The next steps

SANBI is required by the NEM:BA A&IS Regulations to compile a status report and to do the necessary research for informing it (Box 1). In reality, SANBI does not have the capacity to do everything required in this regard, and must rely on others, as was the case for the biodiversity assessments (Driver et al. 2012). Luckily, several ongoing initiatives provide strong support for the production of the status report, in particular atlas projects like the southern African Plant Invaders Atlas (Henderson & Wilson 2017) and those run by the University of Cape Town’s Animal Demography Unit, and the diverse work undertaken through the DST-NRF Centre of Excellence for Invasion Biology (van Wilgen, Davies & Richardson 2014). What is particularly challenging is measuring the effectiveness of management interventions, as few if any interventions are monitored (van Wilgen & Wannenburgh 2016), and what assessments there are tend to be sporadic and not strategic in nature (Fill et al. 2017; McConnachie et al. 2012; McConnachie et al. 2016; Shackleton et al. 2016; van Wilgen et al. 2012). Although this is not ideal, the fact that South Africa has a nationally mandated biodiversity institute and a government-funded centre of excellence focussing on biological invasions places it in a much better position to compile such a report than most other countries.

The information in the papers from the special issue will be combined with other published literature and substantial contributions from the scientific, management and regulatory communities where this information resides. Taking the ‘pathway, species, area, intervention’ framework, the data will then be organised into a series of sections of the report, with publication due in October 2017. The papers presented in this special issue therefore represent an important snap-shot in time. In some cases, they provide a base-line, in other cases an additional point in an existing time-series of data. By combining these over time, we can hope to ultimately be able to assess the scale of South Africa’s invasion debt (Rouget et al. 2016) and to be able to prioritise resources to the most effective interventions. For this to happen in practice, though, research and implementation should no longer be seen as processes that happen separate to the needs and concerns of the wider society (Toomey, Knight & Barlow in press). For example, if we are to effectively respond to new incursions, we should not have separate institutions mandated to detect the problems, develop the appropriate response and implement control. These functions need to be organised as a single integrated process (Wilson, Panetta & Lindgren 2017).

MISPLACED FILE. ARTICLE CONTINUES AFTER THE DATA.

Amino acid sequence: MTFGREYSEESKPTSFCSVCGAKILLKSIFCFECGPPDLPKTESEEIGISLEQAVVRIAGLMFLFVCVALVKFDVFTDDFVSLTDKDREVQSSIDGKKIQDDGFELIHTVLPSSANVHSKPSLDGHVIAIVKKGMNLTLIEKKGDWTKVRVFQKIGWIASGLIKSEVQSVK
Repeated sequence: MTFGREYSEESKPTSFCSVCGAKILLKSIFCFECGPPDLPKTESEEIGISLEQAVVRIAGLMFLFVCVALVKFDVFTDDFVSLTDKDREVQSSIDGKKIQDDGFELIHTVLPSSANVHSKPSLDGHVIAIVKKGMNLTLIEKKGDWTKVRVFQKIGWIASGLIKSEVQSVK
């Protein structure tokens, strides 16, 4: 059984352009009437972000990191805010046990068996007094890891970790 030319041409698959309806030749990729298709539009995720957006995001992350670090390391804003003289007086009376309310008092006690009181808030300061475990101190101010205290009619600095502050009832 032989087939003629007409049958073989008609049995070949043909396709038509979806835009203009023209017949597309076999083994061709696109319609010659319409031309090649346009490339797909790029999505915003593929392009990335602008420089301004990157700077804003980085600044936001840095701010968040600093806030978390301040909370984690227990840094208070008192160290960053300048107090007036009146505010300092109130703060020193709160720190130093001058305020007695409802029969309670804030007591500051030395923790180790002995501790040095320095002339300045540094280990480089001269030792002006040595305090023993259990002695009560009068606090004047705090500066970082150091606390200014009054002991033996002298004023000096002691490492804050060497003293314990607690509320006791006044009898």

We are grateful to Sabrina Kumschick, Fiona Impson, Candice Lyons, Sebataolo Rahlao and Karen Esler for serving on the scientific committee of the symposium and Sarah Davies, Philip Ivey and Ruqaya Adams for serving on the organising committee. We thank all the authors and reviewers for working diligently within the tight timelines imposed. Dane Panetta provided some valuable comments on an earlier draft of this editorial.

The symposium was supported by the Department of Environmental Affairs funding of the South African National Biodiversity Institute’s Invasive Species Programme, as well as through funding from the DST-NRF Centre of Excellence for Invasion Biology. D.M.R. and B.W.v.W. were supported by the National Research Foundation (grants 85417 and 87550, respectively).

Competing interests

The authors declare that they have no financial or personal relationship(s) that may have inappropriately influenced them in writing this article.

Authors’ contributions

J.R.U.W. led the writing with contributions from M.G., D.M.R. and B.W.v.W. The authors contributed equally to the editorial work involved in developing and compiling this special issue.


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Crossref Citations

1. Biological invasions in South African National Parks
Llewellyn C. Foxcroft, Nicola J. Van Wilgen, Johan A. Baard, Nicholas S. Cole
Bothalia  vol: 47  issue: 2  year: 2017  
doi: 10.4102/abc.v47i2.2158